Benjamin Goldman: Digital Records Archivist

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Benjamin Goldman

Digital Records Archivist
As Digital Records Archivist, Ben is involved with faculty interviews and can speak to issues on long term preservation. After faculty have done all their research and built up a body of work, he is interested in how to keep it around for other people to use in their research later. As an archivist, he is curious about what technologies faculty members use to create anything that may end up in an archive, as well as what their personal archiving habits are, whether they delete often, whether they are using standard or unusual software, and so on.

Now and Later: Digital Archiving
Sadly, Ben does not see digital archiving playing as much of a role in society as it used to. A lot of people know that they should back up their information but don’t. Additionally, technology changes quickly, making it hard to keep up with. Ultimately, data growth has skyrocketed because technology allows us to create infinitely more. Ben cites photography practices in the past and present as an example. Photographers were more careful and took less pictures in the past because they had larger cameras and film was extremely expensive. They produced less, yet the photos were of higher quality. Now, it is so easy to take digital photos that the quantity people take are much greater, even though the quality is not always very high. Essentially, the amount of stuff people have to manage has grown so much, which makes it overwhelming for many people. Ben is unsure of whether this will change in the future.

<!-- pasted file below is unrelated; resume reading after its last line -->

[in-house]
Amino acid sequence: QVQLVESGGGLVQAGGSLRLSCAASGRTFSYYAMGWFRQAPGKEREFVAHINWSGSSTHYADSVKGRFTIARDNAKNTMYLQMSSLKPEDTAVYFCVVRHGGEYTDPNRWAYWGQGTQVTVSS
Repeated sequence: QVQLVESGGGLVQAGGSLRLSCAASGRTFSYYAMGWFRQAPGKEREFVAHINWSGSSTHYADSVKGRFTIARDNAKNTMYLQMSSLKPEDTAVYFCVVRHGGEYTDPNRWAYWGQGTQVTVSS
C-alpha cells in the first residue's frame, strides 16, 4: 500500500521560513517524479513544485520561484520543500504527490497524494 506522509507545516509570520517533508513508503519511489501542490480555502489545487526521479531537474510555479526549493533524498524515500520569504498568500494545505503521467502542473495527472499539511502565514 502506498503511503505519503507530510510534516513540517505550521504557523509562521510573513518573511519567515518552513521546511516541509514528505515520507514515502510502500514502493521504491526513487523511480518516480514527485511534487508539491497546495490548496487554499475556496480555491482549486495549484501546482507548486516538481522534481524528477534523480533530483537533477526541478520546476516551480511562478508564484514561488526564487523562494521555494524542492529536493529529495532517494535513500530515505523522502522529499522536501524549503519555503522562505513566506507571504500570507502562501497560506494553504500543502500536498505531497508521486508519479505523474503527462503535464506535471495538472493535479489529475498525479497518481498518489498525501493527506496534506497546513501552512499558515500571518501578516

Survivor: Technology We Can’t Live Without
Ben uses email heavily for professional reasons and personal reasons. Email helps him to collaborate with other people, to communicate, and to move work between various computers. From an archivist’s perspective, email is curious because people started using it and, in some sense, forgot about cleanliness, as shown by how email inboxes often are disorganized with messages sprawled out all over the place.